For capital markets, August was all about America. US stocks were up, the US dollar was up, and just about everything international was down. The divergence was driven by superior domestic earnings growth, upward US GDP revisions, escalating trade conflicts and sector composition differences. Currency meltdowns in Argentina and Turkey along with trade war rhetoric with China spurred selling across emerging markets, which fared worst.
Market conditions have created an environment of increased temptation for investors to make the classic mistake of chasing whatever is hot. For the year, returns have been isolated to US stocks and concentrated within a narrow group. Apple, Amazon, Netflix, Microsoft and Google alone represent about 40% of gains in the S&P 500 this year. In August, Apple and Amazon alone added over $300 billion in valuation, an unprecedented move. New investment flows are being largely defaulted into a narrow group of stocks, a pattern that we view as common in the later stages of a large, theme-driven sector or style cycle.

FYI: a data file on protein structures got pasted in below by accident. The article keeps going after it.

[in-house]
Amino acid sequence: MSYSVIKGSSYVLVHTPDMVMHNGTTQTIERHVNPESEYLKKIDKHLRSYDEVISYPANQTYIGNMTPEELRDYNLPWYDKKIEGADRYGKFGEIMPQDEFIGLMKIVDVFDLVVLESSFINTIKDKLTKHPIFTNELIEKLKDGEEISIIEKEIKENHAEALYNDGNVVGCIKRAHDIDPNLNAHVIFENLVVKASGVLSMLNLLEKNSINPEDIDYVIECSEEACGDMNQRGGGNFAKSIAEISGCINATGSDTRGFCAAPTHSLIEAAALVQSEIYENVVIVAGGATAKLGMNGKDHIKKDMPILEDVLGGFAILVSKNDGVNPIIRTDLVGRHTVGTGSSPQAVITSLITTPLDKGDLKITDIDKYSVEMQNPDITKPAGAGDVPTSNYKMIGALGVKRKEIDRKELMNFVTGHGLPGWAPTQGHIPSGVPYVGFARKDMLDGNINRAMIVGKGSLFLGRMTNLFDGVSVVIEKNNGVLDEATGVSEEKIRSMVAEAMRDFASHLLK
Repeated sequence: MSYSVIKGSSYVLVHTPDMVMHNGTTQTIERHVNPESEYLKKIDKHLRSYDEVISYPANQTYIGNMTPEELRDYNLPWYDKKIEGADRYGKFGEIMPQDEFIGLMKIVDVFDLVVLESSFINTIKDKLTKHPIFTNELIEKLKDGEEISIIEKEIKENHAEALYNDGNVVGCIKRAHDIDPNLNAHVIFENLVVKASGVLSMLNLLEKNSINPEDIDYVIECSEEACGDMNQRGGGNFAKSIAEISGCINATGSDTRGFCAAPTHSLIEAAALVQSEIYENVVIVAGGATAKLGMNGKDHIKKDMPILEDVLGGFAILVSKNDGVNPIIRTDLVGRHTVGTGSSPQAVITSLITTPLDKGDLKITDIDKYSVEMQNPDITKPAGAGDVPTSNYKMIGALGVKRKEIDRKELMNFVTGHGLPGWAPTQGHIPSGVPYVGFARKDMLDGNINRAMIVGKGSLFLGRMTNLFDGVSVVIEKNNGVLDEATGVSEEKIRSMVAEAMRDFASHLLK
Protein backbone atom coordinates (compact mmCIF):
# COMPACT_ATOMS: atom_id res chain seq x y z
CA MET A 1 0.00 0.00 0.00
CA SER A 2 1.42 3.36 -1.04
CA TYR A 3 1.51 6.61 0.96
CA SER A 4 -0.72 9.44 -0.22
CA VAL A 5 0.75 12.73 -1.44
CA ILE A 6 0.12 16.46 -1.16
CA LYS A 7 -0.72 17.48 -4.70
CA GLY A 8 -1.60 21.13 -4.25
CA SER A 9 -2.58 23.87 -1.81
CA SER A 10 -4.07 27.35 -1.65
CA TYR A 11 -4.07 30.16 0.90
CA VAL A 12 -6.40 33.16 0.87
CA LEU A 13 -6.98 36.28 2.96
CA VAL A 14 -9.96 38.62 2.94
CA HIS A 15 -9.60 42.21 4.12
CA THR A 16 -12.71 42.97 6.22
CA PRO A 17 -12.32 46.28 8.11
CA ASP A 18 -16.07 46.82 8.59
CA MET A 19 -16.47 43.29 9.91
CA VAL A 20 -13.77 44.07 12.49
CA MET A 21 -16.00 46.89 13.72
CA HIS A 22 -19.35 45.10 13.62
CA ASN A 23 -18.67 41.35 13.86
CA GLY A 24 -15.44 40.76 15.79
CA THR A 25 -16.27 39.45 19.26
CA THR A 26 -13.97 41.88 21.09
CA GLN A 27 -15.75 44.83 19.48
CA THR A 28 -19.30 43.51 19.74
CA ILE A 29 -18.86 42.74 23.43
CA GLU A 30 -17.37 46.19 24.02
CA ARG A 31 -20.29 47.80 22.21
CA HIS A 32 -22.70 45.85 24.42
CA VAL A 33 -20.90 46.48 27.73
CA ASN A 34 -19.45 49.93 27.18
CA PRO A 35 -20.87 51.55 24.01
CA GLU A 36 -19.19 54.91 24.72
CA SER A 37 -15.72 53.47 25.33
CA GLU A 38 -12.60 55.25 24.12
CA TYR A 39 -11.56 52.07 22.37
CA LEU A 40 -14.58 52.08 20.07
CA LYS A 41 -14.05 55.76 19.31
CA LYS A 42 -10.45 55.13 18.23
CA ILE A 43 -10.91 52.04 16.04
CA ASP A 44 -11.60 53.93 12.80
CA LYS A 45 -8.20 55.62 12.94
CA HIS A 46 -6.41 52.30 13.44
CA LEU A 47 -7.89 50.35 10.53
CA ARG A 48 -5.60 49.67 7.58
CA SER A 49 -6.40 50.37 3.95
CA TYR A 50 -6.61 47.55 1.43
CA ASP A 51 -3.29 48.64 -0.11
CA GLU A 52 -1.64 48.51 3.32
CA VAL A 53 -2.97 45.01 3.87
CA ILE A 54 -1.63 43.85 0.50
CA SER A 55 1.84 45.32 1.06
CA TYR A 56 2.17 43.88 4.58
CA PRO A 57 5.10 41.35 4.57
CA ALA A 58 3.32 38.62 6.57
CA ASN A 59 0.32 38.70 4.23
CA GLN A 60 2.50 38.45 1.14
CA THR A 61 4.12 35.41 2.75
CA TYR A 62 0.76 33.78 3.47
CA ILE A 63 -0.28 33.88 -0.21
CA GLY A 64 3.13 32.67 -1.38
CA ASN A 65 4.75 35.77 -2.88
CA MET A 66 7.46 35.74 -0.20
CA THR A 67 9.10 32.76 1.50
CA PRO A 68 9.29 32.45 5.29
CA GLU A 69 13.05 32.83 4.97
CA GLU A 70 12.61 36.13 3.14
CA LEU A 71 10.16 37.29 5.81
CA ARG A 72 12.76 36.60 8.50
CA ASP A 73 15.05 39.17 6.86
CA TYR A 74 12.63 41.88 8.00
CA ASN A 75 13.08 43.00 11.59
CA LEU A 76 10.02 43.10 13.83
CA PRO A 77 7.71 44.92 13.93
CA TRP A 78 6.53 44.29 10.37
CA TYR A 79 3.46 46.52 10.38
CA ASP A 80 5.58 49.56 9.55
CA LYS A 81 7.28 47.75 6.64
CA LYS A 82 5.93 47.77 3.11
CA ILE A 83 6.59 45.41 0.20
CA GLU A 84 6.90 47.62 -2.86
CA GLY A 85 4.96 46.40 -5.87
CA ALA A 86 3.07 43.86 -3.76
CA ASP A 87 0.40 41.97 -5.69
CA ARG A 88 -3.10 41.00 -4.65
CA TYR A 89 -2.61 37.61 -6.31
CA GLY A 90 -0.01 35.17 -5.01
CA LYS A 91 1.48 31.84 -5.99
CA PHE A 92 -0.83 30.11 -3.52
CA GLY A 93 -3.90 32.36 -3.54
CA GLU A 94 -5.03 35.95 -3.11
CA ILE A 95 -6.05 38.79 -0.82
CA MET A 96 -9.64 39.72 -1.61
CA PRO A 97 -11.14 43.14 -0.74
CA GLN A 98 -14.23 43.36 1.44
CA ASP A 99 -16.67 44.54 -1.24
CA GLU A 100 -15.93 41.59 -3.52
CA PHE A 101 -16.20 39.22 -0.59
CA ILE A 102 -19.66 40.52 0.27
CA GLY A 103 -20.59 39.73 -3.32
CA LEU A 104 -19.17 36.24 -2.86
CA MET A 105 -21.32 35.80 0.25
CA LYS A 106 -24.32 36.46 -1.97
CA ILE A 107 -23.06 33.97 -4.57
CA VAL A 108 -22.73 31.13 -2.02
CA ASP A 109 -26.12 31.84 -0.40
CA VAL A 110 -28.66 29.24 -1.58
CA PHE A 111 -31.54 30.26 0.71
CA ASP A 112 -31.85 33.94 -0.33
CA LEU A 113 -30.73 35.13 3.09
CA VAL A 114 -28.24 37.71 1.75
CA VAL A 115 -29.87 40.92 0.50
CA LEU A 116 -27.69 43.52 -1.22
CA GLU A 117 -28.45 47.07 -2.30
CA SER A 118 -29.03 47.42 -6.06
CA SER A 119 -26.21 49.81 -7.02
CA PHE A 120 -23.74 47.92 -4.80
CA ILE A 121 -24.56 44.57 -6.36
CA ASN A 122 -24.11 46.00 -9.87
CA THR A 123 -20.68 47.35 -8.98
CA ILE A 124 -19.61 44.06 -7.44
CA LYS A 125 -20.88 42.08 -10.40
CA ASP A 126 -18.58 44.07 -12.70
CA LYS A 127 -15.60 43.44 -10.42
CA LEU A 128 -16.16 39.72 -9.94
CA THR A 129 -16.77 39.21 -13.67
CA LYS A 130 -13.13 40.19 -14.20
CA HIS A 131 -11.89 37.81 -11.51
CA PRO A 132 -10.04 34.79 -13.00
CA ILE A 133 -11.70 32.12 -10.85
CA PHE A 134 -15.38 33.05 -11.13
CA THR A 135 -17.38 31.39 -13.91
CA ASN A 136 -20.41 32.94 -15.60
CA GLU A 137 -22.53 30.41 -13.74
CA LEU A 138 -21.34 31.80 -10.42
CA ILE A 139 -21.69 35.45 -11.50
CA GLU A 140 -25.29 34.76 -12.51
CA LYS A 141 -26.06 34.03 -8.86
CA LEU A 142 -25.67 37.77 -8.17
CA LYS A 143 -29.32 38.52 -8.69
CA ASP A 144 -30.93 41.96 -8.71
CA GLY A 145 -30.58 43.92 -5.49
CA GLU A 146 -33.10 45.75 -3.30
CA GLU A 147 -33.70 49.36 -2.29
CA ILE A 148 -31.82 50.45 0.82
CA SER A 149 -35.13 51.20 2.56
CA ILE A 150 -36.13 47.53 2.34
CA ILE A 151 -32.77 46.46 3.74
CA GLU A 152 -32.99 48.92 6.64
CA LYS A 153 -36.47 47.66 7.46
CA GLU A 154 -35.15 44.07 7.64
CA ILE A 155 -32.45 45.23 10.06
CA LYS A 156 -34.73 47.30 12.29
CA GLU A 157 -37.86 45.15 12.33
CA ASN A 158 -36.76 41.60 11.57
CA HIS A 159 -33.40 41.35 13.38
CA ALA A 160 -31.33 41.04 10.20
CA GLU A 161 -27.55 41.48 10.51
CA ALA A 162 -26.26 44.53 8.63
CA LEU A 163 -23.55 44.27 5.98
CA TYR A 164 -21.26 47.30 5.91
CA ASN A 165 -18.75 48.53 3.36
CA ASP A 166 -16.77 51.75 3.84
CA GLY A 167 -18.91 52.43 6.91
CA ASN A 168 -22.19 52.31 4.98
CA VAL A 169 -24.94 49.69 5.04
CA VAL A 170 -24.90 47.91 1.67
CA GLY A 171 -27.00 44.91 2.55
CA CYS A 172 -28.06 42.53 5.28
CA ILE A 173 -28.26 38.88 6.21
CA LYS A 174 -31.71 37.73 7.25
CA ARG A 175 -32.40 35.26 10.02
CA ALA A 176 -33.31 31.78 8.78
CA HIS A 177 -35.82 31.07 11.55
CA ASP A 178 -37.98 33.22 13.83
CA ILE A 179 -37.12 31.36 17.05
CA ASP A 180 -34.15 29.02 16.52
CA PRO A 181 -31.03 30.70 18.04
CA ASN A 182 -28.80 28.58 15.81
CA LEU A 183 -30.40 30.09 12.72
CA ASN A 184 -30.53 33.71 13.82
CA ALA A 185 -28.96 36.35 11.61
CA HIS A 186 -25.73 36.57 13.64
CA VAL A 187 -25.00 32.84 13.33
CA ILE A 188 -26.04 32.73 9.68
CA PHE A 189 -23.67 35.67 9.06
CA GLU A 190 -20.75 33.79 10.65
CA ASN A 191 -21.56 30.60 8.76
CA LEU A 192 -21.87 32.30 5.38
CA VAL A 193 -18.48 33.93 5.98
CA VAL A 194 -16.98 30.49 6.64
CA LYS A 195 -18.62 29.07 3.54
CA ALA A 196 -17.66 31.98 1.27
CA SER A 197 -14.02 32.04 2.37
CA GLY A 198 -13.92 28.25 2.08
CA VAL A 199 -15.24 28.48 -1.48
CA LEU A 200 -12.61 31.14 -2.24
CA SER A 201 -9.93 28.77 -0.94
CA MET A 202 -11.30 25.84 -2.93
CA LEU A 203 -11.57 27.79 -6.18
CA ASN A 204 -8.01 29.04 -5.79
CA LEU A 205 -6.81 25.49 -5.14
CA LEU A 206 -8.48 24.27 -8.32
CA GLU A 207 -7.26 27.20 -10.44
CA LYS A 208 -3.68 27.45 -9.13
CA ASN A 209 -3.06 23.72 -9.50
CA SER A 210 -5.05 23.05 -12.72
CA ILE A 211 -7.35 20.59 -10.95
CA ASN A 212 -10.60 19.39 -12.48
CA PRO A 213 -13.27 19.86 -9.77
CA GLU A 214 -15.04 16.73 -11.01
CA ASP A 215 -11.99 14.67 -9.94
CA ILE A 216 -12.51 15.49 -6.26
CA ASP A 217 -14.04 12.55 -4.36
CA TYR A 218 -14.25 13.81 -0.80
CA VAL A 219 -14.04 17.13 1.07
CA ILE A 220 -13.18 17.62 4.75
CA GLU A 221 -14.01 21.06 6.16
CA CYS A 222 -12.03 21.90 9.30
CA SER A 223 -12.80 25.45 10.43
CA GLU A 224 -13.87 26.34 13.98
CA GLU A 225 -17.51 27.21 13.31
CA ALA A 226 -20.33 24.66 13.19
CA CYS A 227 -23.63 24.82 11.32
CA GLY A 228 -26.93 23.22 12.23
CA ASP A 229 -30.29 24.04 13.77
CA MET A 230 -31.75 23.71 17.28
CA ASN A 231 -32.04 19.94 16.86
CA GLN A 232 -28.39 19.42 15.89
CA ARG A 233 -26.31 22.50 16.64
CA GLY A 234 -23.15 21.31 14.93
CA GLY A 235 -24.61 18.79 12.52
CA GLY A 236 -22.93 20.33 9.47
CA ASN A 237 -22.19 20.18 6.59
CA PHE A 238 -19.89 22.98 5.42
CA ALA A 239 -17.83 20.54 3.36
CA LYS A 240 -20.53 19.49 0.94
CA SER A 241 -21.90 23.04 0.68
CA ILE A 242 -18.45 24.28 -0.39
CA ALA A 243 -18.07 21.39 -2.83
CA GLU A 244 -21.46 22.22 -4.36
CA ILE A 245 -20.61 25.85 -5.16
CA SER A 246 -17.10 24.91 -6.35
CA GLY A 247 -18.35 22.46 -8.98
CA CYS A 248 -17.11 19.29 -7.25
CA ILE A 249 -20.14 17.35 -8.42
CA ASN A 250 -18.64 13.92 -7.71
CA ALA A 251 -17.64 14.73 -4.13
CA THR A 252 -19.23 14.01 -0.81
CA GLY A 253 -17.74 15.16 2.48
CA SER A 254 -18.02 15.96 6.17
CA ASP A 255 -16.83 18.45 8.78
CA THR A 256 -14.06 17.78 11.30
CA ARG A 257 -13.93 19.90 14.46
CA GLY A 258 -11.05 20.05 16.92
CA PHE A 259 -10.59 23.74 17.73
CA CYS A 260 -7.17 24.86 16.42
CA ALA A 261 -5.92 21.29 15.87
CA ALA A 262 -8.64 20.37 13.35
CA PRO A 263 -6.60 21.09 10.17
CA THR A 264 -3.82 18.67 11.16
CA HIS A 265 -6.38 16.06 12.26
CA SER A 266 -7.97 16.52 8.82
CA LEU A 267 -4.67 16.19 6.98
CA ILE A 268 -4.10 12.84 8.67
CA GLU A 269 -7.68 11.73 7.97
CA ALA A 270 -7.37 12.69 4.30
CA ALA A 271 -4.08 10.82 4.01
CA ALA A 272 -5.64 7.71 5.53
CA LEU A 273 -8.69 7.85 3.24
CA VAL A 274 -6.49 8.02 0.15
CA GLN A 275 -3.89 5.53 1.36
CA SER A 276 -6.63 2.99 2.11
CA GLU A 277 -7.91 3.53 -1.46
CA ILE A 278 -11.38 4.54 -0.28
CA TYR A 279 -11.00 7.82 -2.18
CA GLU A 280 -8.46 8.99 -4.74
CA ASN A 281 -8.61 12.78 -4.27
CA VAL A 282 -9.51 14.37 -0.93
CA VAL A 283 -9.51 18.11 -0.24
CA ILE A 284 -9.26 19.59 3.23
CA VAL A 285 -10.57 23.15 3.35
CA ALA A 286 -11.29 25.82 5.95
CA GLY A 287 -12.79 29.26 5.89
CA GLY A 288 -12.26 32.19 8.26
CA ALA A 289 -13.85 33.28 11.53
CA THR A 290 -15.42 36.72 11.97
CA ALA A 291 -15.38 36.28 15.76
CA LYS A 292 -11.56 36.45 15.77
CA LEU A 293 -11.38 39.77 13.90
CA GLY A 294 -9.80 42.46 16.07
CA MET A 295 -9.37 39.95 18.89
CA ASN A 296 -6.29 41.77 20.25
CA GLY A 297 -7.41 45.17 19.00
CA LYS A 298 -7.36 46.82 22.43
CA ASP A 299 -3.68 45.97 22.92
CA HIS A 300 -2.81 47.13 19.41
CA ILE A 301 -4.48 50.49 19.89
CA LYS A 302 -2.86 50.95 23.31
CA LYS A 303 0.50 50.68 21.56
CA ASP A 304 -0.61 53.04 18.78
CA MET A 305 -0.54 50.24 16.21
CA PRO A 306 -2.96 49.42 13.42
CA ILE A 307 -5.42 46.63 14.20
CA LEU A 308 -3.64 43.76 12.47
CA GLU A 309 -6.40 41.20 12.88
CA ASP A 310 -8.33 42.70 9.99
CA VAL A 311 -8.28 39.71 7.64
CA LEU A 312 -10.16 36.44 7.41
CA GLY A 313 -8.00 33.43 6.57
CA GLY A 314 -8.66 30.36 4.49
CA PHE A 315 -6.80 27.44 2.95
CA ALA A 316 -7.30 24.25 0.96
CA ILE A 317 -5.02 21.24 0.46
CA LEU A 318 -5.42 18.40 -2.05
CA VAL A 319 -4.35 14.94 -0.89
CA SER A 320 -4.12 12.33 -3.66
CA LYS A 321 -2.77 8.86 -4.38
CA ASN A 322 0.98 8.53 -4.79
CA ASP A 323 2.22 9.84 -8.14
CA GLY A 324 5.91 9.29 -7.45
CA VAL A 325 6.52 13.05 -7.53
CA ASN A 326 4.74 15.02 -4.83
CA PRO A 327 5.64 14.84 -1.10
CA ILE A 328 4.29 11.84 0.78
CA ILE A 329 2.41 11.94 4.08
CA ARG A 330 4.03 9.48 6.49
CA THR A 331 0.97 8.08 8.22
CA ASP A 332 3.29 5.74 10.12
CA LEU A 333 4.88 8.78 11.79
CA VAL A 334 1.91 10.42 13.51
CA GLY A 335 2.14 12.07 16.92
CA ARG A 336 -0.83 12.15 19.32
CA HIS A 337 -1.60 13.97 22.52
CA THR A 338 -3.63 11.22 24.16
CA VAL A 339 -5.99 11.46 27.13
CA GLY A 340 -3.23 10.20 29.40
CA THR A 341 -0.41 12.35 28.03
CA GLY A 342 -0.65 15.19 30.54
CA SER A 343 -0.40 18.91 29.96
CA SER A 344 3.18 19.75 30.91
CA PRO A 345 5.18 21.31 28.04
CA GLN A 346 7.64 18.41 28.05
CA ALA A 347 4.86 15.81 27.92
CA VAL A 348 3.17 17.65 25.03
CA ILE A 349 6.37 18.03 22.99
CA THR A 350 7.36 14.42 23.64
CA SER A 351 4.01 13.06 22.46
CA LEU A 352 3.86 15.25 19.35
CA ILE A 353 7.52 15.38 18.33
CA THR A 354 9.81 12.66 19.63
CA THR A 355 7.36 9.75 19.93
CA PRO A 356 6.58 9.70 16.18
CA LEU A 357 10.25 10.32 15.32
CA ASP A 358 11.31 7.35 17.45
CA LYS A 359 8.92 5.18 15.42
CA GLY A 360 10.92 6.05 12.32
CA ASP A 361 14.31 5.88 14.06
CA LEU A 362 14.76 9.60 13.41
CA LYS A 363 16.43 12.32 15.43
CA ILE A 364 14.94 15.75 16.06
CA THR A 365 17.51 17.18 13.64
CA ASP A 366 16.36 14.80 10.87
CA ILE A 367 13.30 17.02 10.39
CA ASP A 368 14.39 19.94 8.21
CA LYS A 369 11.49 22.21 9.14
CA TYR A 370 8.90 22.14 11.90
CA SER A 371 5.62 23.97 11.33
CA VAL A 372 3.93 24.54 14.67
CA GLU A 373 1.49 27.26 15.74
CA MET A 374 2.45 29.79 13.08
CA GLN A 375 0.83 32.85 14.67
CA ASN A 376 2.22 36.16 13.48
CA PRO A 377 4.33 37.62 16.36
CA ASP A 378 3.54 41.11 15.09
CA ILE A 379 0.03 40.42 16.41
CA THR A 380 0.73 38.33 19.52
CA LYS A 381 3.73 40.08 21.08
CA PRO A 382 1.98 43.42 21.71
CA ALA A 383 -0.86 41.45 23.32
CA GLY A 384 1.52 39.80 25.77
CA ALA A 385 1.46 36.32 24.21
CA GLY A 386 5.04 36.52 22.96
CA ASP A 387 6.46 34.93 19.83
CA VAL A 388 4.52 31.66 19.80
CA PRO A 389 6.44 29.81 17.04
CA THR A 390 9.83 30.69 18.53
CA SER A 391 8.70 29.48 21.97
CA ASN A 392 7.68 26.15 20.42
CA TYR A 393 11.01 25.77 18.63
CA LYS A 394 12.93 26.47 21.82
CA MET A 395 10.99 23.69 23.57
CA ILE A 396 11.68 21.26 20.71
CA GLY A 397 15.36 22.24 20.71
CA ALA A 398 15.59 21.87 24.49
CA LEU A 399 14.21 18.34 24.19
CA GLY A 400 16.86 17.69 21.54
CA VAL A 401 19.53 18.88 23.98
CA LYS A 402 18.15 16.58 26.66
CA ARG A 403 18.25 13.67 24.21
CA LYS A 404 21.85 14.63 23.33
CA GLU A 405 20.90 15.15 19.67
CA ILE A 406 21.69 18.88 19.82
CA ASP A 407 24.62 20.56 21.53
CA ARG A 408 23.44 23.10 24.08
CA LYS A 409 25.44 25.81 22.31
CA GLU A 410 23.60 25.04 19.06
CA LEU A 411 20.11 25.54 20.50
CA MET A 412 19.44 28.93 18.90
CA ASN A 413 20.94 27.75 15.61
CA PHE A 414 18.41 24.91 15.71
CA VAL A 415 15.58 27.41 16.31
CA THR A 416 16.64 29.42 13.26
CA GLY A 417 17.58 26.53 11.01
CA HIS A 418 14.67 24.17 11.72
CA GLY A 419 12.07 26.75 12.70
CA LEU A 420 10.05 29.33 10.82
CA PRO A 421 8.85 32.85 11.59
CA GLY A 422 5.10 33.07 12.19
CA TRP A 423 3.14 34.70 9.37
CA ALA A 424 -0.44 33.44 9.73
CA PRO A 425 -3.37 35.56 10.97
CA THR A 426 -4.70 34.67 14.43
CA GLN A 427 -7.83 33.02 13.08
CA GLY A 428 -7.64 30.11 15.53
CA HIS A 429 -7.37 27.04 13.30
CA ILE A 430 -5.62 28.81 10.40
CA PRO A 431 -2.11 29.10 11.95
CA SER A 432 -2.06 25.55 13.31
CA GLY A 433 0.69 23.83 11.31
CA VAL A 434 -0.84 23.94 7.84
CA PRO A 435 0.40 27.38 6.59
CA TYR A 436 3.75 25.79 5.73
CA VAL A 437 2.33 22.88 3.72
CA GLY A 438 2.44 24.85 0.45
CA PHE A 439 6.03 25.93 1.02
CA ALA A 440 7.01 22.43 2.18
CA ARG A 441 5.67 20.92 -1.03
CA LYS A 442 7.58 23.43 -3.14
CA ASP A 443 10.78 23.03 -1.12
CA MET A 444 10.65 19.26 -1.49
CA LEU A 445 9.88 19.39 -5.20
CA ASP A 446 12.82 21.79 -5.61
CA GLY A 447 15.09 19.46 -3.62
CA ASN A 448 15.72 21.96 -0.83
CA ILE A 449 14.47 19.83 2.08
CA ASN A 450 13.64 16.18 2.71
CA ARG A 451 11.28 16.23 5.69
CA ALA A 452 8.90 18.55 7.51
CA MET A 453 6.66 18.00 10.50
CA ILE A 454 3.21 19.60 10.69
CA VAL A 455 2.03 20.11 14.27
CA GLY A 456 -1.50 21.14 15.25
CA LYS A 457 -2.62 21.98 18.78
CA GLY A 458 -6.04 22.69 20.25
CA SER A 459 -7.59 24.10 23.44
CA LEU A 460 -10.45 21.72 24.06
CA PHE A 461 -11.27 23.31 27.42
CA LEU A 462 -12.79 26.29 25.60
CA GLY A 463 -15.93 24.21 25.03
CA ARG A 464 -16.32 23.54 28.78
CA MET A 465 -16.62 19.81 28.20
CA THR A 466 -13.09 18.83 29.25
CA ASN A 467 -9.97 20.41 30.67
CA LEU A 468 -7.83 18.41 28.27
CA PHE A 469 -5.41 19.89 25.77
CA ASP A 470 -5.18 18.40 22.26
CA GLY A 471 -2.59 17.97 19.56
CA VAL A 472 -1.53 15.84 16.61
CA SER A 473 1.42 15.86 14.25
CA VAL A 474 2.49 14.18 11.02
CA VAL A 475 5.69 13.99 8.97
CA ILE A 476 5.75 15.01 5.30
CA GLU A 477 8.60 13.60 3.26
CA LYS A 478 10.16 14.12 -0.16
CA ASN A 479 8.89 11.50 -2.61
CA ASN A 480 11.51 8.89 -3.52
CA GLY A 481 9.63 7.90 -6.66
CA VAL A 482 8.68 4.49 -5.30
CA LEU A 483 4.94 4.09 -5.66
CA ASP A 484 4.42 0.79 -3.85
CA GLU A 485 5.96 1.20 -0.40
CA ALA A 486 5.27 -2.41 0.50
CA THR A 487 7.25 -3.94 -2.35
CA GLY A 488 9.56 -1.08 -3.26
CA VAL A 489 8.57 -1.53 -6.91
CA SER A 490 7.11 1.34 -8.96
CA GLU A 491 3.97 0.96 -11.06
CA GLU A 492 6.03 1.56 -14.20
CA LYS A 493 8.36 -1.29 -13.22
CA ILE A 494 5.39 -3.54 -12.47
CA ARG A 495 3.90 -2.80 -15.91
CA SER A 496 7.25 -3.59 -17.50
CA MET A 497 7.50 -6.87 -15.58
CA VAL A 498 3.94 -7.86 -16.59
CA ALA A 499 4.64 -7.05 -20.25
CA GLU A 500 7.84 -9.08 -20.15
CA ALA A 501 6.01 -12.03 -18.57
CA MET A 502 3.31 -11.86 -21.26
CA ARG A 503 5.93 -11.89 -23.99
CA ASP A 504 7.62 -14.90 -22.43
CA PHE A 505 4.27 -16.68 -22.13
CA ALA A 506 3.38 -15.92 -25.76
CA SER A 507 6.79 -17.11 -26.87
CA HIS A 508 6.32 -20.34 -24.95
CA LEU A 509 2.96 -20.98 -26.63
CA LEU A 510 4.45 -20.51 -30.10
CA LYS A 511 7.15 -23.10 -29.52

Asset classes, regions, styles and sectors are cyclical. Disciplined investors who remain diversified and rebalance have better prospects over full market cycles than buy and hold approaches and, more importantly, avoid the risk of carnage that comes from an inability to resist adding to positions after they have already spiked. We seek a diversified portfolio throughout market cycles, but it becomes especially important in the later phases when gains become more concentrated among fewer assets. From a valuation perspective, international and value stocks are increasingly attractive on a relative basis. We expect rewards from owning them in the years to come. It is easy to buy what has been hot and hard to own what is not, but history has proven again and again that what feels most comfortable doesn’t often end up being most profitable.